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Follow the Blueprint for Evictions

You may own a rental property, but you likely know that you can't do whatever you want with it. If you've ever tried to evict a tenant for nonpayment of rent or some other valid reason, you know that it's easier said than done. However, as long you follow the legal guidelines, you should eventually prevail.

Squatters Can Prevail

In ancient times and during various land rushes, property title was determined by possession rather than by deed. These days, that concept may still apply.

Under the adverse possession law, squatters -- people who remain on a property for a continuous number of years -- can acquire legal right to the property under certain conditions.

If you're interested in buying property and find that someone other than the seller or a renter occupies it, look into potential squatter's rights. For example, if the seller says the occupant is a tenant, ask to see the lease. And if the property is unimproved but looks maintained, find out who's been paying for the maintenance.

The laws are complicated and vary from state to state. Generally, possessors must claim to be owners of the land by their conduct and the possession must be noticeable to the owner.

Similar rules also apply to easements, including the right to use land as a driveway or path. Consult with your attorney for more information.

Basic rules: A landlord cannot physically evict a tenant until it has been established in court that this action is justified.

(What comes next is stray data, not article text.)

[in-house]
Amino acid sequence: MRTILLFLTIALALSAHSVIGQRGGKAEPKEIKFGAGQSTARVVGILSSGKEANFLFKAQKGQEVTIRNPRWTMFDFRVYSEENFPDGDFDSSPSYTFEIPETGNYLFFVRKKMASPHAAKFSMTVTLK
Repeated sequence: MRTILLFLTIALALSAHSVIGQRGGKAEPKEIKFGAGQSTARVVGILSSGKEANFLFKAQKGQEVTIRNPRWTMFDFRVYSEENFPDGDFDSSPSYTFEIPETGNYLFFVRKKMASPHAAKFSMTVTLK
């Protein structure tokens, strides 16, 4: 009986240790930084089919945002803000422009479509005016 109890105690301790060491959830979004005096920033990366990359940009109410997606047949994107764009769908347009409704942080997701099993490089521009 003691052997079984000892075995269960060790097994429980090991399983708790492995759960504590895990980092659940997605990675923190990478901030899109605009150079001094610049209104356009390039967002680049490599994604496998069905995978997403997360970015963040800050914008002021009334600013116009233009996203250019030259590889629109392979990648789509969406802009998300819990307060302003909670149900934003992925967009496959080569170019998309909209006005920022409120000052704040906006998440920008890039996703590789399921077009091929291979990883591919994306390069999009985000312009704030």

The first step in the process is to legally terminate the tenancy according to the applicable state laws. The laws vary so check with your attorney but in general, a landlord is required to provide written notice of the termination in a specified manner. If the tenant doesn't move out -- or otherwise resolve the cause of the dispute -- the landlord may proceed with an eviction lawsuit.

Laws for terminating a tenancy differ according to the state and the type of situation. In general, you are required to provide a "pay rent" or "quit notice" that gives a tenant a certain number of days (typically ranging from three to five days) to pay up or move out. Similarly, a "cure notice" may allow the tenant a few days to correct a violation such as a no-pets clause or excessive disturbance. Any such notice must be properly stated and served to the tenant.

If the tenant contests the eviction, the case can drag on for weeks or even months. Any inaccuracies in the eviction papers can add to the delay. Finally, after the landlord obtains a judgment against the tenant, a local sheriff or marshal can be called to evict the parties from the premises. Don't try to take matters into your own hands if physical force is needed.

Evicting a tenant is a sensitive matter which requires patience and strict observance of the rules. It is strongly recommended that landlords seek appropriate legal counsel in the process.